Fake News circa 1700: Memory and Manipulation in Eyewitness Views

The Cleveland Museum of Art’s next special exhibition, Eyewitness Views: Making History in Eighteenth-Century Europe, opens Sunday, February 25. Monumental paintings by artists such as Bernardo Bellotto, Canaletto, Francesco Guardi, and Giovanni Paolo Panini vividly re-create what it was like to be present at some of the most newsworthy events and impressive spectacles of eighteenth-century Europe.

The Ball Given by the Duc de Nivernais to Mark the Birth of the Dauphin, 1751. Giovanni Paolo Panini (Italian, 1691–1765). Oil on canvas; 168 x 132 cm. National Trust, Waddesdon Manor, The Rothschild Collection, 80.2007.2. © National Trust, Waddesdon Manor

These extraordinary works were often commissioned by rulers, princes, ambassadors, and religious dignitaries to commemorate key moments in their personal and professional lives. But were the depictions of these events faithful to what actually occurred, or are they more misleading — fake news circa 1700?

“While artists cultivated the impression that they were faithful chroniclers capturing an event on canvas just as they had witnessed it, they often manipulated or ‘improved’ upon reality in order to meet the expectations of their status-conscious clientele or create a more dynamic composition,” says Peter Björn Kerber, assistant curator of paintings at the J. Paul Getty Museum.

“While artists cultivated the impression that they were faithful chroniclers capturing an event on canvas just as they had witnessed it, they often manipulated or ‘improved’ upon reality in order to meet the expectations of their status-conscious clientele or create a more dynamic composition” — Peter Björn Kerber, assistant curator of paintings at the J. Paul Getty Museum

Marjorie E. Wieseman, the CMA’s curator of European paintings and sculpture, 1500–1800, and chair of European art from classical antiquity to 1800, discusses a few paintings in the exhibition that explore this timely (and timeless) topic:

The Eruption of Vesuvius, 1771. Pierre-Jacques Volaire (French, 1729–1799). Oil on canvas; 116.8 × 242.9 cm. The Art Institute of Chicago, Charles H. and Mary F. S. Worcester Collection, 1978.426. Image: The Art Institute of Chicago / Bridgeman Images

Volaire’s inscription on his painting of the eruption of Vesuvius indicates that he was there. As a result, this depiction is an exact record of the event, but were there really elegant gentlemen and a dog standing so close to the lava flow? Clearly, Volaire both added and arranged elements to create a picturesque composition.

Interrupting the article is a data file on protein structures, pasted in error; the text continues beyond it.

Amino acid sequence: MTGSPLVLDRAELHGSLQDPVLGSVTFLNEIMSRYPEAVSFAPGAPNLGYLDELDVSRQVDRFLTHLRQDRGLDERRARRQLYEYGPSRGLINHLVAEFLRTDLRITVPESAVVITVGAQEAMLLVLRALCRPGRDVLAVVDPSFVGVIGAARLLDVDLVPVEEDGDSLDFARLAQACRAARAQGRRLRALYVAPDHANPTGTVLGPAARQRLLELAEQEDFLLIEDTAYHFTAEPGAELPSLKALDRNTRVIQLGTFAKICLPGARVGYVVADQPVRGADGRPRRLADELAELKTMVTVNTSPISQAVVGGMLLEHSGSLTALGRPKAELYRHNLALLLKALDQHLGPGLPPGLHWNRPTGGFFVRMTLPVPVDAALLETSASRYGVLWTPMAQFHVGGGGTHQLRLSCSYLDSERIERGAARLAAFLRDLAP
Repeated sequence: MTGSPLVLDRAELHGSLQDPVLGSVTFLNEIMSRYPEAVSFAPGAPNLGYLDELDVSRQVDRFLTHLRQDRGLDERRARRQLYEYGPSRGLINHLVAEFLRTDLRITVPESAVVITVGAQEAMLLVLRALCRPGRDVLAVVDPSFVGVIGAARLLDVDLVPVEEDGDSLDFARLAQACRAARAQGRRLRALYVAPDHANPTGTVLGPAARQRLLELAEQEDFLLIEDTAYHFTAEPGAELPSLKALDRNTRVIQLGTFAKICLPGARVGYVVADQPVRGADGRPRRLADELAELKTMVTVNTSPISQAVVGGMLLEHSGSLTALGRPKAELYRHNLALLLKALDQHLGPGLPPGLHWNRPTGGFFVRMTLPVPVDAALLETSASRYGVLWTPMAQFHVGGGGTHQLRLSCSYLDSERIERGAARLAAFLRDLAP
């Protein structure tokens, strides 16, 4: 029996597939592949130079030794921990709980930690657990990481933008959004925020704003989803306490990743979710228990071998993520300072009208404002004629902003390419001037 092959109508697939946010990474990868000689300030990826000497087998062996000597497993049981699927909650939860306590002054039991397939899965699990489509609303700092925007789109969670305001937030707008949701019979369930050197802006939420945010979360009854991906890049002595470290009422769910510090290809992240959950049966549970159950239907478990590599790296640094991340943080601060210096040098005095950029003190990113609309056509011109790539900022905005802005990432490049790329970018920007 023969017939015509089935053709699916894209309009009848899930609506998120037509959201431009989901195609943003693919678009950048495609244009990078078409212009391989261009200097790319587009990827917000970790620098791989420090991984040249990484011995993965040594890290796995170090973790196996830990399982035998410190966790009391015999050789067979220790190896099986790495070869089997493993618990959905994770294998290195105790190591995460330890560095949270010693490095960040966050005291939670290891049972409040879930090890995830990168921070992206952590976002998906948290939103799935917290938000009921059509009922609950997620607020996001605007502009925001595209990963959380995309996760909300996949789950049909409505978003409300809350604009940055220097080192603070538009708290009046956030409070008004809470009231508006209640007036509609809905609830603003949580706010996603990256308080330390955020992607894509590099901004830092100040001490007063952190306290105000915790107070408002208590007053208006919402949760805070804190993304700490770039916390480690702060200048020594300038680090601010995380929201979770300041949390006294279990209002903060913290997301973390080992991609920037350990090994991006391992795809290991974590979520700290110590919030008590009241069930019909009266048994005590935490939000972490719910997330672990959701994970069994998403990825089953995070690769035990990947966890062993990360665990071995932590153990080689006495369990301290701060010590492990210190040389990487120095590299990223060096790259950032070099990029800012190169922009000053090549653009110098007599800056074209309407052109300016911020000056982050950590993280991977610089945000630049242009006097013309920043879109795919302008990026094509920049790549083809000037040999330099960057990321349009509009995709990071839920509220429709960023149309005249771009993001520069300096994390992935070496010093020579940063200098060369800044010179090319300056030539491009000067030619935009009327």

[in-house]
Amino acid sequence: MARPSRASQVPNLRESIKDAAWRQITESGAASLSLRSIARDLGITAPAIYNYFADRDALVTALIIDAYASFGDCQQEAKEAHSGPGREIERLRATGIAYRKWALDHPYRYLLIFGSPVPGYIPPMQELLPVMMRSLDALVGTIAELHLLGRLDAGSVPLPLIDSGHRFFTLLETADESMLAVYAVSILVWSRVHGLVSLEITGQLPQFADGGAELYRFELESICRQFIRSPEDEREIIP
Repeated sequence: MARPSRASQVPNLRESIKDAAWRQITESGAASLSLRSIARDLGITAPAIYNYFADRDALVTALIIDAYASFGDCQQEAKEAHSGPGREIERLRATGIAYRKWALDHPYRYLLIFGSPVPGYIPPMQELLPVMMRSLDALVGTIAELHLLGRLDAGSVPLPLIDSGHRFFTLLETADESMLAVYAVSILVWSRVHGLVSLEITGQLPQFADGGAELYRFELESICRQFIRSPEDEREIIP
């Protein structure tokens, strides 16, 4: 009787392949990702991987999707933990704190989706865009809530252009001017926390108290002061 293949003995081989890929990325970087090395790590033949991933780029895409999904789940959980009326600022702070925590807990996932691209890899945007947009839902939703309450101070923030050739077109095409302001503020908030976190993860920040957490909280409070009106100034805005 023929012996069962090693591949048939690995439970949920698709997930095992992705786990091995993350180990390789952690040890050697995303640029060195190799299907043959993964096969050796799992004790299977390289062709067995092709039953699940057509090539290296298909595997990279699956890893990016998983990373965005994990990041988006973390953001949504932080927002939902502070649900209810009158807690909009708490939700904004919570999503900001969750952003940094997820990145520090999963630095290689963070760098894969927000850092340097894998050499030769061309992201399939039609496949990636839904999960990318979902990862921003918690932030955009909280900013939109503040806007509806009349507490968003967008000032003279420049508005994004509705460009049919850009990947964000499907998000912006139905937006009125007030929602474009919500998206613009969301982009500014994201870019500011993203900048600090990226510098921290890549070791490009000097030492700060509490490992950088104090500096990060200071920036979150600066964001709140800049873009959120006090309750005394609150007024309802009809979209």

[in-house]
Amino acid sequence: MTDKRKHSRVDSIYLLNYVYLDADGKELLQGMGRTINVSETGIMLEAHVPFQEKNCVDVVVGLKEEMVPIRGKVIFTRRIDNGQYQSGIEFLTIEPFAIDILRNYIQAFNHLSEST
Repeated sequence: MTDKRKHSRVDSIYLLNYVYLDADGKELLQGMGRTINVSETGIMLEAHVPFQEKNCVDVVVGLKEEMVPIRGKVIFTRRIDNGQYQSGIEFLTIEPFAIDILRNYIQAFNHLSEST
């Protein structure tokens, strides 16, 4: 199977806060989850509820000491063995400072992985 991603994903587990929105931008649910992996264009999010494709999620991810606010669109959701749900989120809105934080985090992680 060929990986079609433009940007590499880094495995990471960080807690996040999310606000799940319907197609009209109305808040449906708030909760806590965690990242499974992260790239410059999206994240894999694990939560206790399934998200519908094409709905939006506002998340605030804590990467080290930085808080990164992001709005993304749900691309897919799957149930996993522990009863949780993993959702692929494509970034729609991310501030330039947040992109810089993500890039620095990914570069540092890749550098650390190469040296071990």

The Eruption of Vesuvius (detail), 1771. Pierre-Jacques Volaire (French, 1729–1799). Oil on canvas; 116.8 × 242.9 cm. The Art Institute of Chicago, Charles H. and Mary F. S. Worcester Collection, 1978.426. Image: The Art Institute of Chicago / Bridgeman Images

In some canal views of Venice, artists narrowed the width of a canal to make the action seem more dramatic, or they altered the angle of a canal to create a wider view. For example, in Michele Marieschi’s The Rialto Bridge with the Festive Entry of the Patriarch Antonio Correr, the artist bends the Grand Canal into a sharper angle to include simultaneous views in both directions (like a wide-angle camera view without the distortion).

The Rialto Bridge with the Festive Entry of the Patriarch Antonio Correr, 1735. Michele Marieschi (Italian, 1696–1743). Oil on canvas; 163.3 × 252.5 × 13.4 cm. Osterley Park, National Trust, 771297. Photo: National Trust Photo Library / Art Resource, NY
Image via Google Maps.

There are also depictions of the same event — the departure of the Bucintoro from the Molo on Ascension Day in Venice — by Luca Carlevarijs (1710) and Canaletto (c. 1745) that completely differ in mood and effect. This shows how subjective an artist’s interpretation of an event can be.

The Bucintoro Departing from Molo, 1710. Luca Carlevarijs (Italian, 1663–1730). Oil on canvas; 134.8 × 259.4 cm. The J. Paul Getty Museum, Los Angeles, 86.PA.600
The Bucintoro at the Molo on Ascension Day, about 1745. Canaletto (Giovanni Antonio Canal) (Italian, 1697–1768). Oil on canvas; 115 × 163 cm. Philadelphia Museum of Art, The William L. Elkins Collection, E1924–3–48. Image © Philadelphia Museum of Art / Art Resource, NY

That said, do these works truly depict fake news?
 
“I think that’s open to debate,” Wieseman says. “To the best of our knowledge, the paintings do not completely misrepresent the event; they merely present it in the best and most attractive manner. Every artist claims ‘artistic license’ to one degree or another, even photographers.”

Eyewitness Views: Making History in Eighteenth-Century Europe is on view at the CMA through Sunday, May 20. Purchase tickets here.


#EyewitnessCMA Social Media Campaign

See history as it happened, capture history as it happens with #EyewitnessCMA.

Eyewitness Views is your chance to time travel to the most significant events of 18th-century Europe. Take inspiration from the special exhibition and use #EyewitnessCMA to share your eyewitness views of CLE events, festivals, and happenings! Cleveland has fantastic events like Brite Winter (Sat, 2/24), which takes place on the West Bank of the Flats in an area that looks a lot like the Rialto Bridge featured in this painting (image two is #brite18). Eyewitness Views is here for a limited time and opens Sun, 2/25.